Last night, cheerleaders at Lakeview-Fort Olgethorpe (LFO) High School were more popular than ever.
According the Chattanooga Times Free Press, more than 500 people showed up at a rally outside a Chik-fil-A Restaurant in Fort Olgethorpe, Ga., to support these young women who wanted to display signs with Bible verses at football games.
On Sept. 18, for example, the cheerleaders held up a huge banner with the words, "I press on toward the goal to win the prize for which God has called me in Christ Jesus. -- Philippians 3:14."
The Times Free Press said, "The banners – the paper ones that football players crash through at the beginning of games – have been common sights in the school's football stadium since 2003."
After receiving a complaint, the school district banned the sectarian signs last week, issuing a statement that it would constitute "a violation of the First Amendment of the Constitution for signs with Bible verses to be displayed on the football field."
Of course this very wise constitutional decision has outraged many in the community who have once again declared this an attack on students' free speech and religious liberty.
"Our Constitution does guarantee that our federal government will not establish a religion," said local youth pastor Jeremy Jones, one of the organizers of the rally. "It will also make sure that we are allowed to exercise it without interference from the government.
"That is what we need to fight for folks," Jones continued, adding that the cheerleaders have made the signs themselves and now "the government is telling them not to do it, and that is stopping our freedom of religion."
LFO senior cheerleader Taylor Guinn echoed the same sentiments.
"I'm sad and I'm angry about it, because we're being silenced for what we believe in," Guinn said. "It was heartbreaking to know that our school system is just conforming to the nonbelievers and letting them have their way when there's so many more people wanting the signs.
"Our freedom of speech and freedom of religion is being taken away," she said.
Local youth minister Brad Scott, who was LFO High's class president in 2004, told the newspaper that the "separation of church and state" has nothing to do with cheerleaders who are not "part of the state" and simply want to offer an inspirational message with signs they made on their own time.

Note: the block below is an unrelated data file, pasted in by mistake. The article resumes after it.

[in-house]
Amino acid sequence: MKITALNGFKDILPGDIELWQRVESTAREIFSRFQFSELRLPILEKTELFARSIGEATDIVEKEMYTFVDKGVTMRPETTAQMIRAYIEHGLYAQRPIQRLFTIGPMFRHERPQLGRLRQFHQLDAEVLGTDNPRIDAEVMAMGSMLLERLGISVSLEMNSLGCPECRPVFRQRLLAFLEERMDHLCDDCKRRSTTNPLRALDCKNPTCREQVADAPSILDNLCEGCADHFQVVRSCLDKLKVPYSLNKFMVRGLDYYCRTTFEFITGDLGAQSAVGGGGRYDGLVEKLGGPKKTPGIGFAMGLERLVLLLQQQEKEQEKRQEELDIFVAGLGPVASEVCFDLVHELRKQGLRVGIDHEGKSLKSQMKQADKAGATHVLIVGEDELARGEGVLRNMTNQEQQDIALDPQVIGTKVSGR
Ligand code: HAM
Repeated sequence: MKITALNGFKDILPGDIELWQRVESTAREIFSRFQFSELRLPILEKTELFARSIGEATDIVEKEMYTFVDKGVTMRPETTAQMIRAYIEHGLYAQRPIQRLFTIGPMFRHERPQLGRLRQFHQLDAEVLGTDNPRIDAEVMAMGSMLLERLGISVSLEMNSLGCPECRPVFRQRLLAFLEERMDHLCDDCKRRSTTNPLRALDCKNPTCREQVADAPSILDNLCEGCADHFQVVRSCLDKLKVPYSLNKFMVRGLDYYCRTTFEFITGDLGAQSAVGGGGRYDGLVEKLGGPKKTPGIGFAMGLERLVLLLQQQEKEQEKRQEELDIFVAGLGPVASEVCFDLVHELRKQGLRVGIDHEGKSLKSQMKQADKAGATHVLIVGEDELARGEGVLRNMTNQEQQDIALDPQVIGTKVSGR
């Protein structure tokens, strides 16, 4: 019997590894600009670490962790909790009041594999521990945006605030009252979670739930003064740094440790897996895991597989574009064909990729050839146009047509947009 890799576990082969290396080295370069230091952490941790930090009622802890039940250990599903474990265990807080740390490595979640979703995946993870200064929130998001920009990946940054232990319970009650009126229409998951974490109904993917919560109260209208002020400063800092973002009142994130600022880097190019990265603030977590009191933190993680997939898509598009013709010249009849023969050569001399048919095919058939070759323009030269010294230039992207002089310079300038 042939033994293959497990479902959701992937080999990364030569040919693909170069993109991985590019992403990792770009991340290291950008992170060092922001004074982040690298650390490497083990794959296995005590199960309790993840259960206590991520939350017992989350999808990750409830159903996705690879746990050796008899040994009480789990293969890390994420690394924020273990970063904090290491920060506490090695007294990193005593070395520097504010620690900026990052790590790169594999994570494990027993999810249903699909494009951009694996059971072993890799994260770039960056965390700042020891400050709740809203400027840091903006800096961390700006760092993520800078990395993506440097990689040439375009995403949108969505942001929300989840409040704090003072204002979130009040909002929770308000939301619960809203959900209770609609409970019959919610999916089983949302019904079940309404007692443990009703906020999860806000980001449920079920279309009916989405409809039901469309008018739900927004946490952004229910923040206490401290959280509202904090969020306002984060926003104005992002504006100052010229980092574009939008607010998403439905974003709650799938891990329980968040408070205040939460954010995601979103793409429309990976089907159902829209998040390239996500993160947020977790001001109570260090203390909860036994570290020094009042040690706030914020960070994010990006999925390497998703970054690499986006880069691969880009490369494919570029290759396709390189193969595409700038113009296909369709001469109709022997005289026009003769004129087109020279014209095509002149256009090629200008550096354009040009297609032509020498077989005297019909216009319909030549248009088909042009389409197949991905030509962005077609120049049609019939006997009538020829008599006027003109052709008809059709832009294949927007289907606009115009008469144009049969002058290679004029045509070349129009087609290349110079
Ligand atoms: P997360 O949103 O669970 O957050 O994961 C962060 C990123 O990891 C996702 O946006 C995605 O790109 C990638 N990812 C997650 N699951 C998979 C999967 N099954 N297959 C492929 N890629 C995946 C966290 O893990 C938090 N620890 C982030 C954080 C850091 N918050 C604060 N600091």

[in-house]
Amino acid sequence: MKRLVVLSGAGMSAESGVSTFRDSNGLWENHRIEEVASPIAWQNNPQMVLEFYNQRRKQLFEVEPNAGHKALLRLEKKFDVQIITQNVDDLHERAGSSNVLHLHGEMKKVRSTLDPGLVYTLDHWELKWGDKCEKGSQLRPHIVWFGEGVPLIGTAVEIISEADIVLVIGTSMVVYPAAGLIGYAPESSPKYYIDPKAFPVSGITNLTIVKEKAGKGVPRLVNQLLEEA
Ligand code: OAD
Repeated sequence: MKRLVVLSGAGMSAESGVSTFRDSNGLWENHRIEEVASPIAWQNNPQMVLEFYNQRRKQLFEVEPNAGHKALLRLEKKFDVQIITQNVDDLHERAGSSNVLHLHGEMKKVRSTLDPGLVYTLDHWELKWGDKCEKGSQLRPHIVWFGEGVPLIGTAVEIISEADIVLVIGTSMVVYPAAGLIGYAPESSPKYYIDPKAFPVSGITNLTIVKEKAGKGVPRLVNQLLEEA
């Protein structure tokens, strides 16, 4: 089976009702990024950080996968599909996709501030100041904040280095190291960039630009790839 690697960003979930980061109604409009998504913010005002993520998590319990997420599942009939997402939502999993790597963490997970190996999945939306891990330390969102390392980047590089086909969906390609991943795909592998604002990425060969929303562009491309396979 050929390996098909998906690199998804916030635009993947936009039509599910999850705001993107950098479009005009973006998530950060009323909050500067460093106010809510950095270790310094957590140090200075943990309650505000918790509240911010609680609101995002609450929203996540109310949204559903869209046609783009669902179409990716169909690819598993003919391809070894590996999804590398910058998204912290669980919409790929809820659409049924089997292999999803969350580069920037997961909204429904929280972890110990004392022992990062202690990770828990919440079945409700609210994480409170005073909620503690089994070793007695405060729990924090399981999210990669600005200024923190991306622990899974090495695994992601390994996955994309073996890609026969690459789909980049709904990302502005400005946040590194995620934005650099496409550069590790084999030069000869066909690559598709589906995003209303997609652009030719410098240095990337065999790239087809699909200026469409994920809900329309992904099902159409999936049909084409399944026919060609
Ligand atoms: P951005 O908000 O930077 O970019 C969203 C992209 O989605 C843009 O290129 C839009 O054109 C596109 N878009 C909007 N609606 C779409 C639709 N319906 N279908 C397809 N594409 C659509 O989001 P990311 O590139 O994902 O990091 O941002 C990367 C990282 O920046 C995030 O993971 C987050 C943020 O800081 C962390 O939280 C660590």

We've heard it all before, and none are winning arguments.
While the cheerleaders may have made the signs themselves with their own money, that doesn't mean they have the right to display them anywhere they want at anytime. If they want to hold up their signs on their front lawns, no one has a problem with it. But when it's on school property during a school event, it becomes a different story.
The U.S. Supreme Court made it clear in Santa Fe Independent School District v. Doe, a comparable case to this one, that student-initiated, student-led prayer over a loud speaker at a high school football game implied the school endorsed these prayers and was therefore unconstitutional.
Writing for the court, Justice John Paul Stevens said allowing schools to adopt policies that purposefully or effectively impose the majority's religion on others "encourages divisiveness along religious lines and threatens [to coerce] those students not desiring to participate in the religious exercise."
In other words, it doesn't matter if it is a school official who made the sign or a student. It doesn't matter if most of the students like the signs or not. School-sponsored religion doesn't belong at football games or at any other official school events.
We encourage this school district to remember that its role is to remain neutral on all religious matters. No matter how unpopular that decision is, it's the only way to uphold our Constitution.